Yes, I’m getting angry about this issue, and so should you!
After more than 10 years helping families navigate their college award letters, I have to ask: why are over a third of colleges and universities still hiding the real cost of attendance? As college students all over the country scrutinize financial aid award letters from schools that have accepted them, trying to compare costs, it soon becomes clear that the information in these letters is anything but clear, and may be outright misleading.
The Problem with Many Award Letters
Award letters can be misleading for multiple reasons. Most commonly, schools don’t state the actual cost of attendance in them. Indirect costs, like room and board or transportation and books, are routinely left out. Some financial aid offices also send out letters with confusing abbreviations to describe types of aid, abbreviations that other schools don’t use. Without an established, uniform model for evaluating college costs among schools – one that ensures all schools’ financial aid letters reflect the same comprehensive list of expenses – it’s easy to see how students and families may feel misled.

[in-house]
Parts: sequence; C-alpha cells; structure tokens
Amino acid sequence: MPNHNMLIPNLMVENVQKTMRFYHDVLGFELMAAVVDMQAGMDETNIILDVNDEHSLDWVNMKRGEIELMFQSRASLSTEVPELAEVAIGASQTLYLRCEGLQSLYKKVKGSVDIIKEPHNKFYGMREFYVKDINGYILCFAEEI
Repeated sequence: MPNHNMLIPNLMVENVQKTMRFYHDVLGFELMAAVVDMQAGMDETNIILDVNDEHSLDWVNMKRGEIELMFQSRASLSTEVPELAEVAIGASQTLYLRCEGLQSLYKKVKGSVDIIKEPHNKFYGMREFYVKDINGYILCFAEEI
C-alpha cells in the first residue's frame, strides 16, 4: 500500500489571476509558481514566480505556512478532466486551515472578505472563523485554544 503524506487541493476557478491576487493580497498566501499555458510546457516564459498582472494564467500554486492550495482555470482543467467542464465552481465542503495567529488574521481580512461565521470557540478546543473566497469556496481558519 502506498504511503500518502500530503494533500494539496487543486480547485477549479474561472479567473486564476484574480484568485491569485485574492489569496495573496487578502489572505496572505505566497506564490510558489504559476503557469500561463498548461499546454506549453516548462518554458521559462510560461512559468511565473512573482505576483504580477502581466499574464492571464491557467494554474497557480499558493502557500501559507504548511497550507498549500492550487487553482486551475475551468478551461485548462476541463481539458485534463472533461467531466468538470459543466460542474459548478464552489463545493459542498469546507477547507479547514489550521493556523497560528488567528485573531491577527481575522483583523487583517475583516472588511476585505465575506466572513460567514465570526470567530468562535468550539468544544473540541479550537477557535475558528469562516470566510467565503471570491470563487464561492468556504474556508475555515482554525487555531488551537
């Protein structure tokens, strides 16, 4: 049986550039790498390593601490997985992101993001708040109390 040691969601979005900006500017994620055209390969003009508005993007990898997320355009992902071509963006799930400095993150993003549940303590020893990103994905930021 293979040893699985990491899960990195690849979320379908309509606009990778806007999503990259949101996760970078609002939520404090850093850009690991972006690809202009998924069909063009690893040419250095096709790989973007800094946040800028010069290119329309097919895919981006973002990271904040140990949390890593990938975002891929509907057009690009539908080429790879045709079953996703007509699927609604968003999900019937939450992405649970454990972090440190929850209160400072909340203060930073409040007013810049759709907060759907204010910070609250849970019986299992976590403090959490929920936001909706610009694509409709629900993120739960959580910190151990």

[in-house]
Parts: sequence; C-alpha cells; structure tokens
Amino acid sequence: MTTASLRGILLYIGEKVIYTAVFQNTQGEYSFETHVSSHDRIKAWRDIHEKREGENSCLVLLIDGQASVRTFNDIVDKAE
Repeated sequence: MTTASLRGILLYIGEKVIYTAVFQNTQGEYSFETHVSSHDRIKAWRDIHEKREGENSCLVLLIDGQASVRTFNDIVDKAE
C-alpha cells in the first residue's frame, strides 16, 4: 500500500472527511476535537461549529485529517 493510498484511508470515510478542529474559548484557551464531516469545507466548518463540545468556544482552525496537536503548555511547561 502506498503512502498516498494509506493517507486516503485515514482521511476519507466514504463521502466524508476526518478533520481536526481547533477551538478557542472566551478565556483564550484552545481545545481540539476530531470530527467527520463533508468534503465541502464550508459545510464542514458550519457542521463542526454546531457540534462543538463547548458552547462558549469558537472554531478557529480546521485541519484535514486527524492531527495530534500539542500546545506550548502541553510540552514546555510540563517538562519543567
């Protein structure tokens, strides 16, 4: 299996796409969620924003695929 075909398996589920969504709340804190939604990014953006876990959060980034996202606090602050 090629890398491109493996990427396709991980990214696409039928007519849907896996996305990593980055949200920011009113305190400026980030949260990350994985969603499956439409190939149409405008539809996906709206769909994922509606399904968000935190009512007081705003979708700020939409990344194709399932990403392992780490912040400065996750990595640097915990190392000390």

Even though there is, in fact, a standardized form that’s been developed by the U.S. Department of Education and the Consumer Financial Protection Bureau, schools are under no obligation to use it for any or all students. So some applicants may receive it while others don’t. Even though federal legislation was introduced in 2017 that would require standardization among schools’ financial aid award letters, it has not yet been passed, leaving students no better off than they’ve been.
How to Protect Your Student and Yourself
Our Client Service Director Jim Slowik has written for three years in a row about the problems to look for in your award letters. Unfortunately, his advice will still be applicable for the award letters students may be receiving this year. In essence, families will need to review their award letters very carefully, and not be afraid to ask questions to ensure a solid understanding of exactly what kind of financial aid is being offered and what expenses that aid is expected to cover.